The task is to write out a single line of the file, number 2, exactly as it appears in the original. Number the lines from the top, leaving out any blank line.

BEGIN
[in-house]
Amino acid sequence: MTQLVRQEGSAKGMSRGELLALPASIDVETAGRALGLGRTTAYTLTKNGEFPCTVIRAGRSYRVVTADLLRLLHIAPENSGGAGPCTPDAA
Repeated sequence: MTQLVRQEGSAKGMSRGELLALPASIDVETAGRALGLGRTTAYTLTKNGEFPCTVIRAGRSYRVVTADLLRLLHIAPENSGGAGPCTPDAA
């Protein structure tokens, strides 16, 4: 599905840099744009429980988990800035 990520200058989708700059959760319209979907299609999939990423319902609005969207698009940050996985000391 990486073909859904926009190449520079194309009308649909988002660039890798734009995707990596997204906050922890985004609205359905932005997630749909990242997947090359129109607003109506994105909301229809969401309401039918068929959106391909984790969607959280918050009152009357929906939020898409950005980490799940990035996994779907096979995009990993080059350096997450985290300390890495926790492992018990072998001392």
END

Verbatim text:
Amino acid sequence: MTQLVRQEGSAKGMSRGELLALPASIDVETAGRALGLGRTTAYTLTKNGEFPCTVIRAGRSYRVVTADLLRLLHIAPENSGGAGPCTPDAA